There is no record of schooling for the boys but that does not mean they were not tutored at home by parents or went to private schools as is indicated in Engen’s book. Frankie Morris in her book (3) mentions Tenniel’s father teaching at a school and raises the probability that he took his boys along with him as day boys. She also speculates upon his family liaisons and friendships especially with the Martin family. It is said that during this early period of his life he suffered the injury that was to leave him blind in one eye when during a practice session with his father the protective tip came off his father’s sword and he was scratched across his right eye.
The Tenniel family were located in Allsop’s buildings for most of Tenniel's childhood. They moved sometime between 1834, when Caroline was born, and 1837, when Frederick was born, to 22 Gloucester Place, but were still of course in the same parish of Marylebone. The area was very close to rural parts as the Greenwood (4) map of the 1820’s shows, and there is no doubt that farm animals, although not perhaps an everyday sight, were certainly not many miles away as they are from the Marylebone area nowadays
The parish the Tenniel family was in was modern and its occupants were in general upwardly mobile, Allsop’s Buildings, later called Allsop’s Terrace, was in front of the first Lords cricket ground, the home of Marylebone Cricket club, although by the time Tenniel was born the ground had been relocated twice before settling in its present location about half a mile away from Allsop’s Buildings. Behind his home was open fields and farm buildings as this was the extremity of the London area in those days. Gloucester Place, where the family moved to later on was the next building down going west out into the countryside. Primrose Hill was a pleasant walk from Marylebone through the fields in those days past the Lord cricket ground.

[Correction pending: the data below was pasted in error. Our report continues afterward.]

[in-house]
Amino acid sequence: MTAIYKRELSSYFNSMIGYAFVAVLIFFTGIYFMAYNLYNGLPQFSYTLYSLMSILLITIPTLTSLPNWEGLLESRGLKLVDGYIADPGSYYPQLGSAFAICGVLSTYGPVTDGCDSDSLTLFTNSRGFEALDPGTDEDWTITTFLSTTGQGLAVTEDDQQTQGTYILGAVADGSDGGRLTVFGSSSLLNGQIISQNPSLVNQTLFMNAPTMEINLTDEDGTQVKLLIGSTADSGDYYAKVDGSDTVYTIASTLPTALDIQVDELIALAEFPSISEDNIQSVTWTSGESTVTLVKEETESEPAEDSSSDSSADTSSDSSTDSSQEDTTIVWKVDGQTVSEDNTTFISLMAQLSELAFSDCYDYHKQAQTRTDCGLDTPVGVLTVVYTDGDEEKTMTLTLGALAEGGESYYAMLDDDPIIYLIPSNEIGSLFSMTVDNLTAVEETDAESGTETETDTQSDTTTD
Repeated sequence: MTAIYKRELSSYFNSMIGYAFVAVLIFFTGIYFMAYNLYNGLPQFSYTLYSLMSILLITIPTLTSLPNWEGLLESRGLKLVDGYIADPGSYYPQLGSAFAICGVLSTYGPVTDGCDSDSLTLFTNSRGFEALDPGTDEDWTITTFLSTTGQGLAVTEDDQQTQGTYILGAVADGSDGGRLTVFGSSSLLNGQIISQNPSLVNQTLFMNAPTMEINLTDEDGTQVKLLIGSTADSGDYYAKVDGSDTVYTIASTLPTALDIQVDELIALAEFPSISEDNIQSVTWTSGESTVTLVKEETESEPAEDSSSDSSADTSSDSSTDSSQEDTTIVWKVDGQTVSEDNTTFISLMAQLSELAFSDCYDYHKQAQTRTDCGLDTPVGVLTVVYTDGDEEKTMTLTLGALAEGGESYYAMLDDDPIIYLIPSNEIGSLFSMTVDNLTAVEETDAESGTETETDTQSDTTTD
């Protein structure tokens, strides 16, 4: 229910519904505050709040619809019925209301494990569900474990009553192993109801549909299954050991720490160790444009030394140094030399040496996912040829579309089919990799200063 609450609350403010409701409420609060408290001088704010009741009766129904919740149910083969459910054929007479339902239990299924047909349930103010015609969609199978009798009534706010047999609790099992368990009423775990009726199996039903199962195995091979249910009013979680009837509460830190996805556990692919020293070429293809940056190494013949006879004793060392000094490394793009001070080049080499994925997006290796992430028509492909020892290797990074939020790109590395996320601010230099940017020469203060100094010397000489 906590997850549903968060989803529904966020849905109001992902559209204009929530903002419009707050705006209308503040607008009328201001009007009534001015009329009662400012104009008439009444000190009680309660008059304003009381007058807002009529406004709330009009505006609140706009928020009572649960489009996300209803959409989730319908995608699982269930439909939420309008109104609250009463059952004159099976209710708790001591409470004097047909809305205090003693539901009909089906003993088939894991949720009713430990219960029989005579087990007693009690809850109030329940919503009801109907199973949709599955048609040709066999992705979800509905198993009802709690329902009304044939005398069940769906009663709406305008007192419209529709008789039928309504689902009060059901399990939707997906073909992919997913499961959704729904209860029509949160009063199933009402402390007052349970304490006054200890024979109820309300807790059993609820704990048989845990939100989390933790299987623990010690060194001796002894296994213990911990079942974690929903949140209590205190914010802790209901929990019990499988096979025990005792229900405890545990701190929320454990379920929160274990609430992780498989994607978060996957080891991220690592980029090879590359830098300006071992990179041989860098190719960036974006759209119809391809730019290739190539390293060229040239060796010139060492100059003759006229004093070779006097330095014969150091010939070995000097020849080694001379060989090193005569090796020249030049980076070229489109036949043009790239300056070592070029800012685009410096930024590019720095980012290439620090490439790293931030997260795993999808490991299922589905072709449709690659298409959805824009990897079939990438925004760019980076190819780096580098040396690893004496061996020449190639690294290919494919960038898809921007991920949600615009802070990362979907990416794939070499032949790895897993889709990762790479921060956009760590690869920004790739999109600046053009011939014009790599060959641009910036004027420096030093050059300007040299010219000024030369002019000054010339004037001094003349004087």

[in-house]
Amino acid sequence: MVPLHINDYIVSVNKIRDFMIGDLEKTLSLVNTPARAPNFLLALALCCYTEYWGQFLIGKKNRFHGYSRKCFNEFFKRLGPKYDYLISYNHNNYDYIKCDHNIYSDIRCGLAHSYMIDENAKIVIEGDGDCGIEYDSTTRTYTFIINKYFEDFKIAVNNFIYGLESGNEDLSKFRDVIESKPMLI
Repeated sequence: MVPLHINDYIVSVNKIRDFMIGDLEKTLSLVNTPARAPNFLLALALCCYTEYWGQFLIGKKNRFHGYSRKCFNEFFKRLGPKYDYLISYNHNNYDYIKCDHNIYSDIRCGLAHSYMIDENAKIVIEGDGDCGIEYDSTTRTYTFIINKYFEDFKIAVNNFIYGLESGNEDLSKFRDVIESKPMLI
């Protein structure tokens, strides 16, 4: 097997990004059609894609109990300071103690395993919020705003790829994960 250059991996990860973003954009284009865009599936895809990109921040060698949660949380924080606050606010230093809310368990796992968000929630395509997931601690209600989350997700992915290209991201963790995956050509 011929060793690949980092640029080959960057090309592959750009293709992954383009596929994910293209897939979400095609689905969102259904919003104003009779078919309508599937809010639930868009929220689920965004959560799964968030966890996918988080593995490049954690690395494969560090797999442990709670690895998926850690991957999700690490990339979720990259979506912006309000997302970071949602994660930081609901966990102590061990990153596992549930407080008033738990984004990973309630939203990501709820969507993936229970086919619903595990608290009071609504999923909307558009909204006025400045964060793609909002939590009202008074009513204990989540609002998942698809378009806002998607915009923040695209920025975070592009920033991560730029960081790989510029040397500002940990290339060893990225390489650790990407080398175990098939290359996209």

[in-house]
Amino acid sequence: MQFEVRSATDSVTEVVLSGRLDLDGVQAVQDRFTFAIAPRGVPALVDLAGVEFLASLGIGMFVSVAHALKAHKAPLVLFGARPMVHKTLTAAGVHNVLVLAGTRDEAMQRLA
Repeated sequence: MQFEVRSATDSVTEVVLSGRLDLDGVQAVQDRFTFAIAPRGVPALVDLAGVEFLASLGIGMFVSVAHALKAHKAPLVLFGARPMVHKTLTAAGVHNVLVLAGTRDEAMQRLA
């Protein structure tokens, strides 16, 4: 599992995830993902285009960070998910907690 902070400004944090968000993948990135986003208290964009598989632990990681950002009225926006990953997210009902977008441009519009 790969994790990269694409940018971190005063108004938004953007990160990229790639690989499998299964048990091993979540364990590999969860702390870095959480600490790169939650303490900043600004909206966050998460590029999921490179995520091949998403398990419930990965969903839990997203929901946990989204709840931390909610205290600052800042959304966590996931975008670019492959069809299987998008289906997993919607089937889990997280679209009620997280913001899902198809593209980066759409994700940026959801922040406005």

In January 1841 Tenniel’s brother Bernard was married in Marylebone, his profession being stated as artist. This was the census year and John Baptist appears on the census on June 6th at Gloucester Place as an ‘artist’ as does his son John, aged 21, and his son William, aged 19. The younger boys, George, Frederick and Charles are on the return but strangely not indicated as scholars which would be usual had they been attending school. Two of the younger ones are missing altogether from the census, Adolphus and James, so there is a possibility that they were at a boarding school. It was around this time also that Tenniel painted two watercolours of his parents, these are reproduced but not in colour in Morris’s book and show a handsome couple with his mother looking remarkably slim and young looking despite having produced twelve children with the last one, Charles, being born in the last quarter of 1840.
Although steeped in art John Tenniel was of course looking for his break to get into the art world in a serious way. He had tried to study at the Royal Academy School which required a certain standard of drawing for entry so he was obviously accomplished in the early 1840’s as was evidenced also by his watercolours of his parents. His entry was confirmed in April 1842. He is quoted as saying that there was no teaching worthy of the name and after a few years he is said to have left in disgust.
Opportunity when it finally arrived came through the unlikely source of the houses of parliament. Several competitions were organised to provide the frescos for the newly built houses of parliament. Being competitions they were open to anyone with talent and foresight the second competition being significant as it was mainly won by ‘outsiders’ and in fact the London Illustrated News said that Tenniel’s was a name to ‘no more remain unknown in the art world’ which is praise indeed! Tenniel, George Cruikshank and others became involved in acting during the mid 1840’s the fresco painting still not having been commissioned. And It was not until the summer of 1849 that the fresco illustrating John Dryden's Saint Cecilia, shown here, was finished in ‘The Hall of Poets’ at Westminster.